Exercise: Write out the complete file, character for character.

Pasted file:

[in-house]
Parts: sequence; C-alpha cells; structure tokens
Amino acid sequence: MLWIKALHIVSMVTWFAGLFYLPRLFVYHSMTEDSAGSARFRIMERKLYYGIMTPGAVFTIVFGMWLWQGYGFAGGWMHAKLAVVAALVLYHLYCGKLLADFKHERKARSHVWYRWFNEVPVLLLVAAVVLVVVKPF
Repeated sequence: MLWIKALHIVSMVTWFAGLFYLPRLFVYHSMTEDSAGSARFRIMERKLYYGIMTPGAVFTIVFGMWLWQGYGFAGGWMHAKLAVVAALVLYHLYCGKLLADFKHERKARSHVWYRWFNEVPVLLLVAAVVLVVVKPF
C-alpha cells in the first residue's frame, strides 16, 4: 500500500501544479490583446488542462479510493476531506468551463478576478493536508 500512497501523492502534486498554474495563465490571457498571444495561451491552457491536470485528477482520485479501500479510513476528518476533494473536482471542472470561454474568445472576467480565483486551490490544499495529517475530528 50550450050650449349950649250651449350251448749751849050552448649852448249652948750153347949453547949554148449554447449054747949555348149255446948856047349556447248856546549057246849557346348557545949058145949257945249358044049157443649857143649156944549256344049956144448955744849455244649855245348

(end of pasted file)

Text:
[in-house]
Parts: sequence; C-alpha cells; structure tokens
Amino acid sequence: MLWIKALHIVSMVTWFAGLFYLPRLFVYHSMTEDSAGSARFRIMERKLYYGIMTPGAVFTIVFGMWLWQGYGFAGGWMHAKLAVVAALVLYHLYCGKLLADFKHERKARSHVWYRWFNEVPVLLLVAAVVLVVVKPF
Repeated sequence: MLWIKALHIVSMVTWFAGLFYLPRLFVYHSMTEDSAGSARFRIMERKLYYGIMTPGAVFTIVFGMWLWQGYGFAGGWMHAKLAVVAALVLYHLYCGKLLADFKHERKARSHVWYRWFNEVPVLLLVAAVVLVVVKPF
C-alpha cells in the first residue's frame, strides 16, 4: 500500500501544479490583446488542462479510493476531506468551463478576478493536508 500512497501523492502534486498554474495563465490571457498571444495561451491552457491536470485528477482520485479501500479510513476528518476533494473536482471542472470561454474568445472576467480565483486551490490544499495529517475530528 50550450050650449349950649250651449350251448749751849050552448649852448249652948750153347949453547949554148449554447449054747949555348149255446948856047349556447248856546549057246849557346348557545949058145949257945249358044049157443649857143649156944549256344049956144448955744849455244649855245348